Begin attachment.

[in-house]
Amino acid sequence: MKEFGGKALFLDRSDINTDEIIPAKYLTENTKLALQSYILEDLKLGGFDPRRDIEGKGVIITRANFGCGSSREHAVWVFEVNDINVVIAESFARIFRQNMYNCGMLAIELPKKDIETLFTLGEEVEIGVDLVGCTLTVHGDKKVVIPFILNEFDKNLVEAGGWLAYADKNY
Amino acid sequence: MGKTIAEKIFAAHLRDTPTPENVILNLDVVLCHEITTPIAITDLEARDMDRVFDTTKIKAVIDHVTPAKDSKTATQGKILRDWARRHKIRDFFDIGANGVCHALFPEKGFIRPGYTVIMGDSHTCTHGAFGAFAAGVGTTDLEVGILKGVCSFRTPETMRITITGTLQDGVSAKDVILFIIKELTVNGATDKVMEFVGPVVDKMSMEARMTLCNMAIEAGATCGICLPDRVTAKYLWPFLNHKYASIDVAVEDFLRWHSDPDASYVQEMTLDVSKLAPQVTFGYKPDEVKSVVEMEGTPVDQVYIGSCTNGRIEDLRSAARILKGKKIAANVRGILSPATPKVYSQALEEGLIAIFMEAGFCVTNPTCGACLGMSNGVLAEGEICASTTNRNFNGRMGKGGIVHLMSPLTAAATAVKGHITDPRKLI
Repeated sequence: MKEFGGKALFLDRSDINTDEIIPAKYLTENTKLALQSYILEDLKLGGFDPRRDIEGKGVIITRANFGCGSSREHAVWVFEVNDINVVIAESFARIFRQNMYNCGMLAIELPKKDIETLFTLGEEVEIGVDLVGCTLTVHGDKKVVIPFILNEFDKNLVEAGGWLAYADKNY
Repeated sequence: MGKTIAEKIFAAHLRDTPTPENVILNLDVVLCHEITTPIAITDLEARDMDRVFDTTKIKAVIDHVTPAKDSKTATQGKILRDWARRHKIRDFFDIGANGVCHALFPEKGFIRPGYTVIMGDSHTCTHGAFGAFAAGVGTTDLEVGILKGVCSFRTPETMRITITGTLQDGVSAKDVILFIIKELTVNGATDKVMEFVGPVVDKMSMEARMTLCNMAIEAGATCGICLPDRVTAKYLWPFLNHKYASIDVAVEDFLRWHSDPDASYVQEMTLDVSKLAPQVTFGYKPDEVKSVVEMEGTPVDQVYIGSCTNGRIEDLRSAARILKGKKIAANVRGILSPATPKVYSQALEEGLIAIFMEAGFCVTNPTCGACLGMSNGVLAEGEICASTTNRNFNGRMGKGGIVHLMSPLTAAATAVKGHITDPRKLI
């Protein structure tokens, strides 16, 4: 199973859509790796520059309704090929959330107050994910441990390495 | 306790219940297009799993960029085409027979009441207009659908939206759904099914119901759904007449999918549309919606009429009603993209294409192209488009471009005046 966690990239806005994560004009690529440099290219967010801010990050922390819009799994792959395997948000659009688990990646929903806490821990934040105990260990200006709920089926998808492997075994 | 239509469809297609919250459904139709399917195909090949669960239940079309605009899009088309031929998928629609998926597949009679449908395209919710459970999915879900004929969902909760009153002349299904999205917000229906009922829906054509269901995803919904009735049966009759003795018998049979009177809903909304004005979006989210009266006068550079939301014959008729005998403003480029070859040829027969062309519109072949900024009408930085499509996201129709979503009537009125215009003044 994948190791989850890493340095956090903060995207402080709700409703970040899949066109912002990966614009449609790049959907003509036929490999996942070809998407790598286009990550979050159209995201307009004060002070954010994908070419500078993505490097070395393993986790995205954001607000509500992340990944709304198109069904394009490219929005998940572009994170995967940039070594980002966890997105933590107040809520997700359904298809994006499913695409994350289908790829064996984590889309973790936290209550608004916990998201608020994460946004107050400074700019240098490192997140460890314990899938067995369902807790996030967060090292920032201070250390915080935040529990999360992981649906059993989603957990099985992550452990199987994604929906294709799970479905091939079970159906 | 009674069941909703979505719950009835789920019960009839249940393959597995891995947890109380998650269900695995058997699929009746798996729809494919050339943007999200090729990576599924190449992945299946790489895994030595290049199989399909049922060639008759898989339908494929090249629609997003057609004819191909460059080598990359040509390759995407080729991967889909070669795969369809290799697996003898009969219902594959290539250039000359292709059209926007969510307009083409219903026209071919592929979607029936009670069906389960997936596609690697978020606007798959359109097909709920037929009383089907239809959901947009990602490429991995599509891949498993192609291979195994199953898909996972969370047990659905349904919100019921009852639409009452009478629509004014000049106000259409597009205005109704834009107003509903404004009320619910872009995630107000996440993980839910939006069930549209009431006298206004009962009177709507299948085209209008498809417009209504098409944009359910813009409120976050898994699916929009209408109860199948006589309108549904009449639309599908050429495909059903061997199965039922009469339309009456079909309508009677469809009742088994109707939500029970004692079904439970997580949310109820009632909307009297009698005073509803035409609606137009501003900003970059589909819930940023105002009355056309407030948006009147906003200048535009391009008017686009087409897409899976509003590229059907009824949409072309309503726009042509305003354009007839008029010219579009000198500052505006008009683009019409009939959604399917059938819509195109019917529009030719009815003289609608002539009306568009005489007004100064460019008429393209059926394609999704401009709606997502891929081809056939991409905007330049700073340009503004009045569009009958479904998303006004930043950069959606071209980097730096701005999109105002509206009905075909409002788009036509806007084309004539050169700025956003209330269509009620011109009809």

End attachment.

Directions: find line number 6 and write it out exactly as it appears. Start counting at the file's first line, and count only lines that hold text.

């Protein structure tokens, strides 16, 4: 199973859509790796520059309704090929959330107050994910441990390495 | 306790219940297009799993960029085409027979009441207009659908939206759904099914119901759904007449999918549309919606009429009603993209294409192209488009471009005046 966690990239806005994560004009690529440099290219967010801010990050922390819009799994792959395997948000659009688990990646929903806490821990934040105990260990200006709920089926998808492997075994 | 239509469809297609919250459904139709399917195909090949669960239940079309605009899009088309031929998928629609998926597949009679449908395209919710459970999915879900004929969902909760009153002349299904999205917000229906009922829906054509269901995803919904009735049966009759003795018998049979009177809903909304004005979006989210009266006068550079939301014959008729005998403003480029070859040829027969062309519109072949900024009408930085499509996201129709979503009537009125215009003044 994948190791989850890493340095956090903060995207402080709700409703970040899949066109912002990966614009449609790049959907003509036929490999996942070809998407790598286009990550979050159209995201307009004060002070954010994908070419500078993505490097070395393993986790995205954001607000509500992340990944709304198109069904394009490219929005998940572009994170995967940039070594980002966890997105933590107040809520997700359904298809994006499913695409994350289908790829064996984590889309973790936290209550608004916990998201608020994460946004107050400074700019240098490192997140460890314990899938067995369902807790996030967060090292920032201070250390915080935040529990999360992981649906059993989603957990099985992550452990199987994604929906294709799970479905091939079970159906 | 009674069941909703979505719950009835789920019960009839249940393959597995891995947890109380998650269900695995058997699929009746798996729809494919050339943007999200090729990576599924190449992945299946790489895994030595290049199989399909049922060639008759898989339908494929090249629609997003057609004819191909460059080598990359040509390759995407080729991967889909070669795969369809290799697996003898009969219902594959290539250039000359292709059209926007969510307009083409219903026209071919592929979607029936009670069906389960997936596609690697978020606007798959359109097909709920037929009383089907239809959901947009990602490429991995599509891949498993192609291979195994199953898909996972969370047990659905349904919100019921009852639409009452009478629509004014000049106000259409597009205005109704834009107003509903404004009320619910872009995630107000996440993980839910939006069930549209009431006298206004009962009177709507299948085209209008498809417009209504098409944009359910813009409120976050898994699916929009209408109860199948006589309108549904009449639309599908050429495909059903061997199965039922009469339309009456079909309508009677469809009742088994109707939500029970004692079904439970997580949310109820009632909307009297009698005073509803035409609606137009501003900003970059589909819930940023105002009355056309407030948006009147906003200048535009391009008017686009087409897409899976509003590229059907009824949409072309309503726009042509305003354009007839008029010219579009000198500052505006008009683009019409009939959604399917059938819509195109019917529009030719009815003289609608002539009306568009005489007004100064460019008429393209059926394609999704401009709606997502891929081809056939991409905007330049700073340009503004009045569009009958479904998303006004930043950069959606071209980097730096701005999109105002509206009905075909409002788009036509806007084309004539050169700025956003209330269509009620011109009809």